Abdomen is the medical name for your belly. It extends from the phrenic to the pelvis and contains several inner organs, e.g. liver, stomach, bowel among others.


    Added to other words, 'abdominal' describes anything in relation to the abdomen (or belly). For example, the abdominal cavity is the hollow in your belly, where several inner organs are situated in.


    In the nutritional field, absorption is the taking in of substances into the blood or into tissues. For example, nutrients are absorbed by bowel tissue and transported into the blood. In peritoneal dialysis, several substances are absorbed by tissue layers in your belly and quickly attain to the blood stream


    In haemodialysis patients 'access' is a means to get into the blood stream. It is the place where a needle or catheter is inserted in a blood vessel. In peritonealdialysis patients it is the site where the catheter is placed in the abdominal wall. Sometimes, the term also includes the catheter itself.


    Any chemical compound that releases hydrogen ions into a solution is called acid. It makes fluids acidly.

    Acid-base balance

    The balance between acidic (hydrogen-ion producing) and basic (hydrogen-ion accepting) ions in the body fluids is called acid-base-balance. In the human body, this is maintained at a nearly neutral level by mechanisms operating in the lungs and the kidneys.


    A condition in which there is too much acid in the body fluids and tissues. It may be caused by failure of the mechanisms responsible for maintaining the acid-base balance, for example if failing kidneys cannot excrete acids sufficiently.

    Acute Kidney Failure

    A sudden loss of renal function to excrete wastes, concentrate urine, and conserve electrolytes is called acute kidney failure. Depending on the severity of renal function loss, intermittent or continuous dialysis treatment may be necessary.


    The term refers to the efficiency of dialysis treatment. To measure adequacy, tests are performed to see if enough fluid and substances are being removed from the patient’s blood.


    Albumin is the main protein in human blood and the key to the regulation of the osmotic pressure of blood (it holds fluid in the blood vessels). Albumin transports many small molecules in the blood (for example, bilirubin, calcium, progesterone, and drugs).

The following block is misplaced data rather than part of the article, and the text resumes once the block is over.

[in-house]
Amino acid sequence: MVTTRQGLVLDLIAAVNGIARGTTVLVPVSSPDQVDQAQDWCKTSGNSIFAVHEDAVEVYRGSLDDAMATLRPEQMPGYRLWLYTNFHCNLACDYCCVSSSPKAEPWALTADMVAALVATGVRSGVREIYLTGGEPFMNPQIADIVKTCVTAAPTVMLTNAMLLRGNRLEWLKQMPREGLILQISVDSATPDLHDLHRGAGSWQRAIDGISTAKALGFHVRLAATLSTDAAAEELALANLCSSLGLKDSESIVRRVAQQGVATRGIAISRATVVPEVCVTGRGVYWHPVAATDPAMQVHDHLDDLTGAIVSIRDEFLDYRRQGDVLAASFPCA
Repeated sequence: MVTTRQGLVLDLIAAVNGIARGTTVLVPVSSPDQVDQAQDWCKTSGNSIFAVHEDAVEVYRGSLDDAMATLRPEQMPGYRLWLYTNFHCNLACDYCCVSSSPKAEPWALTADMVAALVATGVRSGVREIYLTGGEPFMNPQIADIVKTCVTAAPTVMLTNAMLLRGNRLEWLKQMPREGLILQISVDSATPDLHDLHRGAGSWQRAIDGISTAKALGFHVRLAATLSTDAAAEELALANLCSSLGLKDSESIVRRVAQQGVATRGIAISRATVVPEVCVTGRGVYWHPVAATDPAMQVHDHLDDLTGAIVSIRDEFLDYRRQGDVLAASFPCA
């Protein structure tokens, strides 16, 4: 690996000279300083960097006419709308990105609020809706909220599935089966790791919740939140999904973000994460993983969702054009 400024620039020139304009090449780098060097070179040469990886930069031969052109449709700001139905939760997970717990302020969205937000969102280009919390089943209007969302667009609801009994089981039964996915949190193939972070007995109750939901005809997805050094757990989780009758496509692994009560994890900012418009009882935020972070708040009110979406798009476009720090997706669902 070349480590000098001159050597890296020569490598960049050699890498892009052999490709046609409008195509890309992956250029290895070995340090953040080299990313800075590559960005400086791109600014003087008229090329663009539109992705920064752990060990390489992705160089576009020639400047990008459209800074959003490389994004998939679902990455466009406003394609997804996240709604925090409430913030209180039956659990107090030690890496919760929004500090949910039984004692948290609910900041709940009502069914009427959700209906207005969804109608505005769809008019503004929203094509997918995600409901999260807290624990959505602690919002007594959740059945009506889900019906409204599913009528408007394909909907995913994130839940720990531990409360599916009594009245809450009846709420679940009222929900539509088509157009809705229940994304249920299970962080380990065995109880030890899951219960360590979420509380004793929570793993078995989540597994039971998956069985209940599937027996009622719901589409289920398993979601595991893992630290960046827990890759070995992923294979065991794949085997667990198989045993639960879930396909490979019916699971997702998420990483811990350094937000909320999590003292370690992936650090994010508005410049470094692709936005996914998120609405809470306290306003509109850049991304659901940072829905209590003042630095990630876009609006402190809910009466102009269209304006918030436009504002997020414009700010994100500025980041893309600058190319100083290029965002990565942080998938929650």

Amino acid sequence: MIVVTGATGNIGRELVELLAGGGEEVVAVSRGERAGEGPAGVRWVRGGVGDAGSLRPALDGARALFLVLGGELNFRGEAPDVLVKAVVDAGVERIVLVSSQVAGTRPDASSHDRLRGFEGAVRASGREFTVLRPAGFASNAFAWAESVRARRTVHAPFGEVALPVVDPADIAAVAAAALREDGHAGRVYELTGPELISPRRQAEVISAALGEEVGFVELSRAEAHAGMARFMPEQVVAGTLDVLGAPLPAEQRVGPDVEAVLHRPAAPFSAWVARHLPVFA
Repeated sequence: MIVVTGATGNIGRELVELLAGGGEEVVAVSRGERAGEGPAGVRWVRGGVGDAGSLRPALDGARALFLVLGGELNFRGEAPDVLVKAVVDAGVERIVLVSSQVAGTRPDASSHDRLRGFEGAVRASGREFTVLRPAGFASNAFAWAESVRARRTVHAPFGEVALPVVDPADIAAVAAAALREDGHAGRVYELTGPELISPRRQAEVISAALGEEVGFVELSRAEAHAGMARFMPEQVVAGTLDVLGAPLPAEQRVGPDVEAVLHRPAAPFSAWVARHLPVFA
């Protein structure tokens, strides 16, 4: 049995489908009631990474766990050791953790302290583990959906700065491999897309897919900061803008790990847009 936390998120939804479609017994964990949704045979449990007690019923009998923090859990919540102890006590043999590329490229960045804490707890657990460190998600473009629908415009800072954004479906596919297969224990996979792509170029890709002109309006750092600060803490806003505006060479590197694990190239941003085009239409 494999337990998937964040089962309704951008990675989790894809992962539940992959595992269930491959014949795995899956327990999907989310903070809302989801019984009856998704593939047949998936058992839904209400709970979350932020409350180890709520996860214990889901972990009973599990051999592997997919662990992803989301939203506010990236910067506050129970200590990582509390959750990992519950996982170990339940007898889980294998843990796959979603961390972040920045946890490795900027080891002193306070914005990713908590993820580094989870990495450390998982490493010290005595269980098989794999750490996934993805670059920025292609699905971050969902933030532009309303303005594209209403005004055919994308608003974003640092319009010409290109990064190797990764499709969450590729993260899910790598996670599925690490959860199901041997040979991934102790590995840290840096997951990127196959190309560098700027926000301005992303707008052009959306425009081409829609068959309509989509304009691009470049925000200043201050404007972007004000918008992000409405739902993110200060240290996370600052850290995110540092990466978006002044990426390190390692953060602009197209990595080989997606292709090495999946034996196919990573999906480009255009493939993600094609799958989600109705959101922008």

Amino acid

    Amino acids are the "building blocks" of proteins. There are 20 different amino acids existing. Amino acids are molecules that contain an amino group -(NH2), one or more carboxyl groups (-COOH) and a side chain attached to an alpha carbon atom.


    Anaemia is a decrease in normal number of red blood cells or less than the normal quantity of haemoglobin in the blood. Haemoglobin is the oxygen-carrying substance in red blood cells. In anaemia less oxygen can be transported by the blood, therefore anaemic patients suffer from fatigue.

    Angiotensin receptor blockers

    These drugs lower blood pressure by blocking the receptor to which angiotensin II attaches normally. Angiotensin II is a substance that constricts arteries and thus increases blood pressure. It is produced in the body as a part of blood pressure and fluid regulation.

    Angiotensin-converting enzyme (ACE) inhibitors

    This class of drugs is used to lower blood pressure. ACE inhibitors act by blocking the conversion of angiotensin I to angiotensin II. Angiotensin II is a powerful constrictor of arteries. It is produced in the body as a part of blood pressure and fluid regulation.


    The lack of desire to eat is called anorexia. It may contribute to malnutrition.


    A drug used to treat bacterial infections is called an antibiotic.


    Antibodies are proteins that are used by the immune system to identify and combat foreign objects, e. g. bacteria and viruses. They are also called immunoglobulins, abbreviated Ig.


    Arteriosclerosis is a general term describing any hardening (and loss of elasticity) of medium or large arteries. It may impair the blood flow through tissues and hence their oxygen supply.


    A blood vessel that carries blood away from the heart to the several organs or tissues of the body.